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June 15, 2015, photo. (AP Photo/David Goldman)

Republican presidential hopeful Bush sets domestic energy as priority

Lifting government restrictions on oil and natural gas exports, and building the Keystone XL pipeline are essential to domestic production and affordable consumer energy prices, Republican presidential candidate Jeb Bush told the Tribune-Review.

Bush on Tuesday is scheduled to lay out his energy policy during a visit to the Cecil offices of Rice Energy, which produces natural gas in the Marcellus and Utica shales.

“The energy sector is extraordinarily important for high growth and high income, for all Americans,” Bush said, citing studies showing that 40 percent of economic growth in the country since 2008 can be attributed to that sector.

He told the Trib that he long has advocated less government intervention in exporting oil and gas. Bush would enable more gas exports to non-Free Trade Agreement allies, particularly in Eastern Europe, which sometimes exclusively depend on Russia to meet their energy demands.

That would help reduce the nation’s trade deficit, he said, and would not lead to a significant price increase domestically, according to a Department of Energy-commissioned study.

His energy plan is geared toward helping American families, Bush said. Building the pipeline, reducing regulation and giving more deference to states that want to drill will assist “domestic energy production and create jobs, increase wages, make gas and electricity cheaper, and help us achieve and sustain 4-percent economic growth,” he said.

In related news, GOP members split from party, ready to tackle climate change.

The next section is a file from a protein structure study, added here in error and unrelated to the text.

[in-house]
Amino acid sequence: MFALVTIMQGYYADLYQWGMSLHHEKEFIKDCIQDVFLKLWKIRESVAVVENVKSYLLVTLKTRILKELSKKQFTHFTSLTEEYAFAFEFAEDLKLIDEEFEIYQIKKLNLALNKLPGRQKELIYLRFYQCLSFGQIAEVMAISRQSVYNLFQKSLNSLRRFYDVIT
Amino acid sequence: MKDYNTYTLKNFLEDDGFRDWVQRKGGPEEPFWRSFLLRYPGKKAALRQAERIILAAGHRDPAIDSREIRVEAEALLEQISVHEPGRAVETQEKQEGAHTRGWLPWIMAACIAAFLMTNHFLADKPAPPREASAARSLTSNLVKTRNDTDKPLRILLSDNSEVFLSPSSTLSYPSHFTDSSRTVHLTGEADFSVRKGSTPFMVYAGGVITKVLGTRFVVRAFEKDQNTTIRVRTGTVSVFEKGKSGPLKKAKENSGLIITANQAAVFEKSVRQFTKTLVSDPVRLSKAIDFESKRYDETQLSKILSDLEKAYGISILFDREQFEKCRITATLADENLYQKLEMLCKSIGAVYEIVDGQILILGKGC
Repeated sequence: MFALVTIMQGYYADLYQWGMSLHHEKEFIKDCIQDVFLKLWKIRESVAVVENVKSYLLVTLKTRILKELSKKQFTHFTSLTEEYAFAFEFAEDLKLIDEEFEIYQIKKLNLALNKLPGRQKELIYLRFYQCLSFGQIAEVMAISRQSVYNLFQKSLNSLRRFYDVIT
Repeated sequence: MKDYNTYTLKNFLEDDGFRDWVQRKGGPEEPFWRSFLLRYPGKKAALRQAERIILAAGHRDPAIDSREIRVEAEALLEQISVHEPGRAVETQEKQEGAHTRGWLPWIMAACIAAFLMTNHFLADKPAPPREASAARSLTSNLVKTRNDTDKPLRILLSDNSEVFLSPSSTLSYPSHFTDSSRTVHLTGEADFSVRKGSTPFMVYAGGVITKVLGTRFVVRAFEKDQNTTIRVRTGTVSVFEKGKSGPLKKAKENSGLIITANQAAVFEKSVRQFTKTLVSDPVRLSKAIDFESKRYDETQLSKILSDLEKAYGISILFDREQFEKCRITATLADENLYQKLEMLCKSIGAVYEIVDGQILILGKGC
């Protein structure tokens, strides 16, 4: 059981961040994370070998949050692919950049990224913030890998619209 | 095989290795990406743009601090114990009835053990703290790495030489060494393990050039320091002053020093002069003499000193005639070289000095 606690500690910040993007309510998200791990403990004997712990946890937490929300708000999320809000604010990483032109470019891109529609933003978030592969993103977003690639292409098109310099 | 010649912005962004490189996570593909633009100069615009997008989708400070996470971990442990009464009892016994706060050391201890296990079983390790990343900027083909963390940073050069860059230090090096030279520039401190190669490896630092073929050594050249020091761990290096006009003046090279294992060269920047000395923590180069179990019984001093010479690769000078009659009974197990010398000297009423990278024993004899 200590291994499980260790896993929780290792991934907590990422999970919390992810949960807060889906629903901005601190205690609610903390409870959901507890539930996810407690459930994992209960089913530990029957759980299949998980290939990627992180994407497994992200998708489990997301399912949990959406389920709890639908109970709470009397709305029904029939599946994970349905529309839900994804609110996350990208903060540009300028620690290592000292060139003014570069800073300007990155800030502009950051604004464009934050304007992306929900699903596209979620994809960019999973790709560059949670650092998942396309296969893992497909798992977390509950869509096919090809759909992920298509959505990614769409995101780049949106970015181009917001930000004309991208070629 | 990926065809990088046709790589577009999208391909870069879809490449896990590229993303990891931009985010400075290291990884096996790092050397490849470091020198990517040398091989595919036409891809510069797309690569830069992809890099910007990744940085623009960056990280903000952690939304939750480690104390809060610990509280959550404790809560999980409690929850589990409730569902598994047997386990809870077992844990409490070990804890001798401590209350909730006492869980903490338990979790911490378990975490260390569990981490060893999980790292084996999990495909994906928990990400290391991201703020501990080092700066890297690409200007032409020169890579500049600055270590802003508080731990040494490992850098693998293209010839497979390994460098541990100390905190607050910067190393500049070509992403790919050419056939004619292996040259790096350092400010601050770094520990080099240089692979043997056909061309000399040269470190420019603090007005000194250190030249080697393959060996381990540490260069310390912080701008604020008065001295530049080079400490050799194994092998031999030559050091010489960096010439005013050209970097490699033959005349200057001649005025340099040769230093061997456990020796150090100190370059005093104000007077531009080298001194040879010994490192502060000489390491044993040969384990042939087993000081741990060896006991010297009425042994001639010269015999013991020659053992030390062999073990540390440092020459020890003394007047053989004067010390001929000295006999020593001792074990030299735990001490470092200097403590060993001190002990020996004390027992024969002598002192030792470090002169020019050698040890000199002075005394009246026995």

The energy industry has a multiplier effect because most equipment used to extract and deliver gas and oil in the United States is American-made, he said. “So it is a hugely important sector and in spite of the (production) revolution that we are seeing, the Obama administration has done everything that it can to make it harder,” he said.

Approval of the pipeline is essential, Bush said, as is systematic reduction of regulations, “whether it is the Bureau of Land Management, standards for hydraulic fracturing, methane rules that the (Environmental Protection Agency) creates that create real uncertainty,” he said. He cited the slow process of leasing federal land and waters, and the EPA’s carbon rule that “will create significantly higher costs.”

“Even though we have had a decline in oil production in the last few months because of price, if we are serious about a national energy policy, we could be energy secure in relatively short order with North American resources,” he said.

States that want to develop or expand energy production, such as Alaska and Virginia, “should be given much more deference than they are today,” Bush said.

President Obama and Democratic presidential front-runner Hillary Clinton don’t see the industry as an economic driver, Bush said, but “as some sort of environmental socialist agenda.”

His energy plan goes hand in hand with a proposal to reduce taxes by $3.4 trillion during the next decade and his pledge for 4 percent economic growth, Bush said.

“There is great frustration and anger that the system is not working for anybody,” he said.